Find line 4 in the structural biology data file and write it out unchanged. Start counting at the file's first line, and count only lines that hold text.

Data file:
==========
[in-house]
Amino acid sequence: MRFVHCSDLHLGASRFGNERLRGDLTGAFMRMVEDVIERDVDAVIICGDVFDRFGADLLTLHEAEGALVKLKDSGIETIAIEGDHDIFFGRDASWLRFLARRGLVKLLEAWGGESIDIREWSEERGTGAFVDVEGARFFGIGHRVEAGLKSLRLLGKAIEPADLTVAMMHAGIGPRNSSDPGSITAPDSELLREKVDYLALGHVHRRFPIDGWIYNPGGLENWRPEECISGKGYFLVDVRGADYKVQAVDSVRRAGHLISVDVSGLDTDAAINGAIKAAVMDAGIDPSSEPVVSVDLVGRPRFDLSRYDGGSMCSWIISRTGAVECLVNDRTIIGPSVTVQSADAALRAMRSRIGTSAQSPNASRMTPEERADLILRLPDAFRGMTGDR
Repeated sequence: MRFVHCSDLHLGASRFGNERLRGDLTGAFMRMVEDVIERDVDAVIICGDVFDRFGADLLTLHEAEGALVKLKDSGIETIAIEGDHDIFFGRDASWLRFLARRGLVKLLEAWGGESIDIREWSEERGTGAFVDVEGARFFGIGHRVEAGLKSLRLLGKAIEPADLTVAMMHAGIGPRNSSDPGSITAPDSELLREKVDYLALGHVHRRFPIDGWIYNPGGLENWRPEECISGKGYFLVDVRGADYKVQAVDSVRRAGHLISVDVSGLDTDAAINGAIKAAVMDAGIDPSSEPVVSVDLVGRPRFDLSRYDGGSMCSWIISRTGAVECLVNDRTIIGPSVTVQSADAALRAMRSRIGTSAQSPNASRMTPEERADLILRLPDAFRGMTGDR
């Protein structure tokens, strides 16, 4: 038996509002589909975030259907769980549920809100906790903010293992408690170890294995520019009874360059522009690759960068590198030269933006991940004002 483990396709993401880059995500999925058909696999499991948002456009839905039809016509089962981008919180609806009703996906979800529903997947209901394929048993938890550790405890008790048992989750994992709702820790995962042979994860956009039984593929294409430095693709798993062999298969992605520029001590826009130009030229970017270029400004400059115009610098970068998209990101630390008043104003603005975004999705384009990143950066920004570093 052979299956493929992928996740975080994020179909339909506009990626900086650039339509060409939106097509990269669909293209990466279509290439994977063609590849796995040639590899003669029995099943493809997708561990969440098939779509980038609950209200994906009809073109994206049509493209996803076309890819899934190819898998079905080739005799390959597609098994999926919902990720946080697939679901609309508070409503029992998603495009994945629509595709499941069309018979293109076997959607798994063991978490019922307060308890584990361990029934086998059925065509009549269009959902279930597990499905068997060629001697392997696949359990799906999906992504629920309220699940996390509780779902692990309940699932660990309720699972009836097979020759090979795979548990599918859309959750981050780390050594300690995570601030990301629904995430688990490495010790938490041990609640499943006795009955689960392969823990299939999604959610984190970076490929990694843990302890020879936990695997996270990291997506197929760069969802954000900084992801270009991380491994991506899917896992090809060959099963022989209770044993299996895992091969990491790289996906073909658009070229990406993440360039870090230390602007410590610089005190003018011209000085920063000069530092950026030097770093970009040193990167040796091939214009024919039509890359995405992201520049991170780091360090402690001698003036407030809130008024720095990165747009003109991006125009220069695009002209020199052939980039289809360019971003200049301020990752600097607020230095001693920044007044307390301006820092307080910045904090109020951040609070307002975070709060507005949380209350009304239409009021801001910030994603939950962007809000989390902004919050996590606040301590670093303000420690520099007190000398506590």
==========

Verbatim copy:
């Protein structure tokens, strides 16, 4: 038996509002589909975030259907769980549920809100906790903010293992408690170890294995520019009874360059522009690759960068590198030269933006991940004002 483990396709993401880059995500999925058909696999499991948002456009839905039809016509089962981008919180609806009703996906979800529903997947209901394929048993938890550790405890008790048992989750994992709702820790995962042979994860956009039984593929294409430095693709798993062999298969992605520029001590826009130009030229970017270029400004400059115009610098970068998209990101630390008043104003603005975004999705384009990143950066920004570093 052979299956493929992928996740975080994020179909339909506009990626900086650039339509060409939106097509990269669909293209990466279509290439994977063609590849796995040639590899003669029995099943493809997708561990969440098939779509980038609950209200994906009809073109994206049509493209996803076309890819899934190819898998079905080739005799390959597609098994999926919902990720946080697939679901609309508070409503029992998603495009994945629509595709499941069309018979293109076997959607798994063991978490019922307060308890584990361990029934086998059925065509009549269009959902279930597990499905068997060629001697392997696949359990799906999906992504629920309220699940996390509780779902692990309940699932660990309720699972009836097979020759090979795979548990599918859309959750981050780390050594300690995570601030990301629904995430688990490495010790938490041990609640499943006795009955689960392969823990299939999604959610984190970076490929990694843990302890020879936990695997996270990291997506197929760069969802954000900084992801270009991380491994991506899917896992090809060959099963022989209770044993299996895992091969990491790289996906073909658009070229990406993440360039870090230390602007410590610089005190003018011209000085920063000069530092950026030097770093970009040193990167040796091939214009024919039509890359995405992201520049991170780091360090402690001698003036407030809130008024720095990165747009003109991006125009220069695009002209020199052939980039289809360019971003200049301020990752600097607020230095001693920044007044307390301006820092307080910045904090109020951040609070307002975070709060507005949380209350009304239409009021801001910030994603939950962007809000989390902004919050996590606040301590670093303000420690520099007190000398506590």